In full disclosure, you’ll see from my bio that I’m no professional writer or journalist like many of the other bloggers. I doubt you’ll be reading my posts because of my brilliant prose. But what I’m hoping I can offer—as co-chair of the Federal Web Managers Council—is an insider’s view of the government web manager community and the challenges and issues we face every day in trying to transform government websites to better serve the public. I want to share some observations from inside the trenches. And I want to get a dialogue going about how we can work together to effect meaningful, lasting change. Over the past year, I’ve seen too many conversations in the echo chamber, where government people just talk to government people or the “we-want-to-reform-government” folks only talk to other government reform folks. This blog is a small attempt to try to address that. --Read Sheila's entire inaugural post.Sheila is among many in government who are working to bridge the gap between government and the rest-of-the-world. But she had some reservations that her bosses at the General Services Administration--the agency that oversees buildings and buying for the federal government--would not want her to blog.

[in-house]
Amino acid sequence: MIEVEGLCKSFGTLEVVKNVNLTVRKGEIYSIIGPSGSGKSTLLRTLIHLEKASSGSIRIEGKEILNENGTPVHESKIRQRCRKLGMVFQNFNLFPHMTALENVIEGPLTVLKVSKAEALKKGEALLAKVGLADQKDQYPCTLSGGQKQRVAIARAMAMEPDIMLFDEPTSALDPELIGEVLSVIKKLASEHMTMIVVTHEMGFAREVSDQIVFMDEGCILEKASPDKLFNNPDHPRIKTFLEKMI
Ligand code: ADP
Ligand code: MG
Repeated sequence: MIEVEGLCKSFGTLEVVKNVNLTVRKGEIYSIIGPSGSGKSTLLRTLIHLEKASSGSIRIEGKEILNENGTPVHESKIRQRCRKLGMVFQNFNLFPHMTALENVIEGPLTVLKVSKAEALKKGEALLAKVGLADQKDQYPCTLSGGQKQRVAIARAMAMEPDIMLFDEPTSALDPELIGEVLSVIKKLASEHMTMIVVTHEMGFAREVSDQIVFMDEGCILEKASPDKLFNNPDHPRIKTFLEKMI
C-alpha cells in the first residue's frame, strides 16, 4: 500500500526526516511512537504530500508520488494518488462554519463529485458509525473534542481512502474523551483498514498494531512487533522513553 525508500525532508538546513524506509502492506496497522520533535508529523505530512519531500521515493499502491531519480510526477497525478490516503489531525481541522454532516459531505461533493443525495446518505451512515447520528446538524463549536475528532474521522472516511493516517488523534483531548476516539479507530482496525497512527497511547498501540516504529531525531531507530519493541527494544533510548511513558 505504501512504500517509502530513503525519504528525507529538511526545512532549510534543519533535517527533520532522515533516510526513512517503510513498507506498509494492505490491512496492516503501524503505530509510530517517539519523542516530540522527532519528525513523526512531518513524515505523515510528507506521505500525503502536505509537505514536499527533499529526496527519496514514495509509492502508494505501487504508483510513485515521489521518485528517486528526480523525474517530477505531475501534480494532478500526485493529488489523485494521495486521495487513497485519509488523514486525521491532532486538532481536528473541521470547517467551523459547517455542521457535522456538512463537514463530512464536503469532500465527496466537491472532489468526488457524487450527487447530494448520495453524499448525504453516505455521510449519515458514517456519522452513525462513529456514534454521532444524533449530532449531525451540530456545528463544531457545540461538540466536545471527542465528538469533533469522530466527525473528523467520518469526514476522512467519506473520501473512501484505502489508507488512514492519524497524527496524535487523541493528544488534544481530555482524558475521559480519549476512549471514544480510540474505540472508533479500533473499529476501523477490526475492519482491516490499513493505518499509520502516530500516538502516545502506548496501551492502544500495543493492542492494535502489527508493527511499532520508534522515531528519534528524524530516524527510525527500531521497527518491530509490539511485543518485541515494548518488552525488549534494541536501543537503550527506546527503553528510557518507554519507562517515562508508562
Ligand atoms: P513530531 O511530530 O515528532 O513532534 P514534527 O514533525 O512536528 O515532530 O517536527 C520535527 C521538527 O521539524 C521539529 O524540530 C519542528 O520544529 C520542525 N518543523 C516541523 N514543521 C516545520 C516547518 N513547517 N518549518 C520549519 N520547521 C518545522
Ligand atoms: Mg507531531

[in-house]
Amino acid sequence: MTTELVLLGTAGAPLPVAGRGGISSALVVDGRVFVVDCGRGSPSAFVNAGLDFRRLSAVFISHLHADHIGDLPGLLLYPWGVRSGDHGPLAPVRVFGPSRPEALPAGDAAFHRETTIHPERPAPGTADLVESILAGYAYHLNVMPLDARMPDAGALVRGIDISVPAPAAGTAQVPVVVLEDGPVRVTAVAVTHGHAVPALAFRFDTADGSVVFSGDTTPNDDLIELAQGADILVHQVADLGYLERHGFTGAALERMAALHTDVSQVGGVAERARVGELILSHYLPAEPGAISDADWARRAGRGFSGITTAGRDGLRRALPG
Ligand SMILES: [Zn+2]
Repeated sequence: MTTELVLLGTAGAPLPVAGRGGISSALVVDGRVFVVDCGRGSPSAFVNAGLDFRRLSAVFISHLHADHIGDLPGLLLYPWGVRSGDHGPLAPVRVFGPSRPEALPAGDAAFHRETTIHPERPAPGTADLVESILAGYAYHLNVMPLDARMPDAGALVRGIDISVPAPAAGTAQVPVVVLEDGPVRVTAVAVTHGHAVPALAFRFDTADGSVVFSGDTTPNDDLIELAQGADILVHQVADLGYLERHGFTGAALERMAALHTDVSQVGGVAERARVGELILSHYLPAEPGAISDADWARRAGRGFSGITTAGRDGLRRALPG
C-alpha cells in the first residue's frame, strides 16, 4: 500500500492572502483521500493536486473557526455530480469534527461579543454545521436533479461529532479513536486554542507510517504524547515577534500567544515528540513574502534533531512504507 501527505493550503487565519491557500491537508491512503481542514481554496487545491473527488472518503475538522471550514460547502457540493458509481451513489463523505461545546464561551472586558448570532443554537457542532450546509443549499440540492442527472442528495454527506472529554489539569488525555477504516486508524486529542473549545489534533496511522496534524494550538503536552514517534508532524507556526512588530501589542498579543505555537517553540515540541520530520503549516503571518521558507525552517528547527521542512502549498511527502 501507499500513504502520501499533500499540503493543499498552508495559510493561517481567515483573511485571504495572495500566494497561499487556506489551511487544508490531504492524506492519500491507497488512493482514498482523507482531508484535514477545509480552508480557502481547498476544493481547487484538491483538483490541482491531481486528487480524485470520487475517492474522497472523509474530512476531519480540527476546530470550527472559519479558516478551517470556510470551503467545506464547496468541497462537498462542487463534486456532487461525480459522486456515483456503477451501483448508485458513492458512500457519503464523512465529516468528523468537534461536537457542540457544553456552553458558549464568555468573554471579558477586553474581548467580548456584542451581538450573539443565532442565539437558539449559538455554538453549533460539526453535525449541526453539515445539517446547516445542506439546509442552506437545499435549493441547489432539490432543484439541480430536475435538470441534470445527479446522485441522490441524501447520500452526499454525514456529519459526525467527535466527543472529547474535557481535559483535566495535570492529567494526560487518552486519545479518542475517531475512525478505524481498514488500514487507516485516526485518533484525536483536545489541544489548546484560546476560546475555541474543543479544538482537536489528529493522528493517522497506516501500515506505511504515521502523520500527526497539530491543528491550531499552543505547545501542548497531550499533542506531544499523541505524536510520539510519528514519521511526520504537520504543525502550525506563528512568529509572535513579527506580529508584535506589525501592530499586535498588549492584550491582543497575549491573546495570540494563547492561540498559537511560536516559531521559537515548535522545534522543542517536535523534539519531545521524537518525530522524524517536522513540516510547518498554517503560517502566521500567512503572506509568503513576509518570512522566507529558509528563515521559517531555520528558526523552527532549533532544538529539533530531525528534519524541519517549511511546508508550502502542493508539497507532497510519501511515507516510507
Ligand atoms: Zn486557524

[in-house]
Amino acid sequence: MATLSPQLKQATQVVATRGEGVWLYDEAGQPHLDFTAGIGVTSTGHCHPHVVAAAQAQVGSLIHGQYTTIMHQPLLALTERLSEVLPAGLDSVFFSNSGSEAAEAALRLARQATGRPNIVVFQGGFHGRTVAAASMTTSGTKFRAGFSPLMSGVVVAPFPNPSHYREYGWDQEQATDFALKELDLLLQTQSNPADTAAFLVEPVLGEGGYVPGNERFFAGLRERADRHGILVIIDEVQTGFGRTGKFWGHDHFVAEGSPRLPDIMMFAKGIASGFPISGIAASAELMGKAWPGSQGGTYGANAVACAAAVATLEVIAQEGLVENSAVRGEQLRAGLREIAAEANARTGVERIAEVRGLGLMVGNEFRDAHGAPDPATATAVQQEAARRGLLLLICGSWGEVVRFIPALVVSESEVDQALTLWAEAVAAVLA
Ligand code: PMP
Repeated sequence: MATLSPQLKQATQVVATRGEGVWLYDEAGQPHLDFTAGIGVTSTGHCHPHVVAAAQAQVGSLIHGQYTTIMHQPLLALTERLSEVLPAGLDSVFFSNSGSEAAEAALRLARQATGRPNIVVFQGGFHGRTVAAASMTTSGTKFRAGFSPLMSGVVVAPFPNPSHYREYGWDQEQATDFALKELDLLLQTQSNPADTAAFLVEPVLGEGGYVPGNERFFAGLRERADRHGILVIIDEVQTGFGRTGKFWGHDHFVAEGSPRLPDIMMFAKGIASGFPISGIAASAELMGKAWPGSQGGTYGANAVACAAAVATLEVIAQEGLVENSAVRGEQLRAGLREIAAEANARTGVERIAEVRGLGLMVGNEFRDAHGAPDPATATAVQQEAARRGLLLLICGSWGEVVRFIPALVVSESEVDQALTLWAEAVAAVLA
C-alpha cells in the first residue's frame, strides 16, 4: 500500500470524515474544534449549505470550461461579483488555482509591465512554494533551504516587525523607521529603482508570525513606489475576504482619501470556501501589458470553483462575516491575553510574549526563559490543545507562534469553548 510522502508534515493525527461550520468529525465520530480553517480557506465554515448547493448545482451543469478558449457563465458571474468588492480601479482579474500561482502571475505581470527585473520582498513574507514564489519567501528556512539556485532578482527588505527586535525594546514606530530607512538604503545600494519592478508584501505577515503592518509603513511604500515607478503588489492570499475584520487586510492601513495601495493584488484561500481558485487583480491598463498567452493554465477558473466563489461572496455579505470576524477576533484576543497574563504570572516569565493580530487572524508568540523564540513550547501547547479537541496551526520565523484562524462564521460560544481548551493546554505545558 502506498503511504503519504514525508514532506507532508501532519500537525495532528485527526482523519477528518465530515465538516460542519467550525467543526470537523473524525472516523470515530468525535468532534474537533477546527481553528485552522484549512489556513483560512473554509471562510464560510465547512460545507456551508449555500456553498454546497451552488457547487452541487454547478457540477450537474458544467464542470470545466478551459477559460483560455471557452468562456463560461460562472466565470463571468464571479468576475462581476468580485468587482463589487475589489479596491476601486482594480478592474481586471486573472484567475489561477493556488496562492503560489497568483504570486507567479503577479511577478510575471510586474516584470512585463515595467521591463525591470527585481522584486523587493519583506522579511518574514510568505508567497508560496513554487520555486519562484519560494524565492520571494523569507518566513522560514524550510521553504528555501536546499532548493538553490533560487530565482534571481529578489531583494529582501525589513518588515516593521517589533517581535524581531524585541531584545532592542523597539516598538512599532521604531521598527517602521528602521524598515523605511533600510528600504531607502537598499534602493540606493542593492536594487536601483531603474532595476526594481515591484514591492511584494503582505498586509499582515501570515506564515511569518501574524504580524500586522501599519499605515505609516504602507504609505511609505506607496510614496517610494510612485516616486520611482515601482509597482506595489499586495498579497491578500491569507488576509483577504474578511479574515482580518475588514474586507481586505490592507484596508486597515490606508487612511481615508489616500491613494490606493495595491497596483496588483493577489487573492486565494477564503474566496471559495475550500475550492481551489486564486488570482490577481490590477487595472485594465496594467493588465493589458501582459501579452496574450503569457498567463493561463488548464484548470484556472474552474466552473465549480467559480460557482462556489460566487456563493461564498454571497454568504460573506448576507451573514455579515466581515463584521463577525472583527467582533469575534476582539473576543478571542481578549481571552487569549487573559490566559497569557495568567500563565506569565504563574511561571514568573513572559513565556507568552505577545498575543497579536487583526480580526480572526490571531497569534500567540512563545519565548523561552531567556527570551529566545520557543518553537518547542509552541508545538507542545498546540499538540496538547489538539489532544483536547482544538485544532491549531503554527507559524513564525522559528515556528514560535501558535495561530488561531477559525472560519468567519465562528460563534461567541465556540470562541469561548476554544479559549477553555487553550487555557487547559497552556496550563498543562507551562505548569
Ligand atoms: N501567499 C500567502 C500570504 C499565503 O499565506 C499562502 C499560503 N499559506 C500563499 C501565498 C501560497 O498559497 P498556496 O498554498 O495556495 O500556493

But, in fact, they embraced it, as they have with other new media efforts. It was refreshing to hear them say, “it’s no different than other forms of public speaking or representation you would normally do. Just follow the same guidelines as you would otherwise. Then go for it.”Lessons I am taking from the making of a new Fed-Journalist are, first, don't be afraid to ask permission. Times are changing and if you make a good case the answer may be "Yes!" Second, don't be afraid to be turned down. There is a growing number of examples throughout government. Use models that exist. And if someone says, "No!" you have at least tilled the soil for the next time.
Looking forward to Sheila's blog posts in the future. Go to Tech President and tell her, "hi!"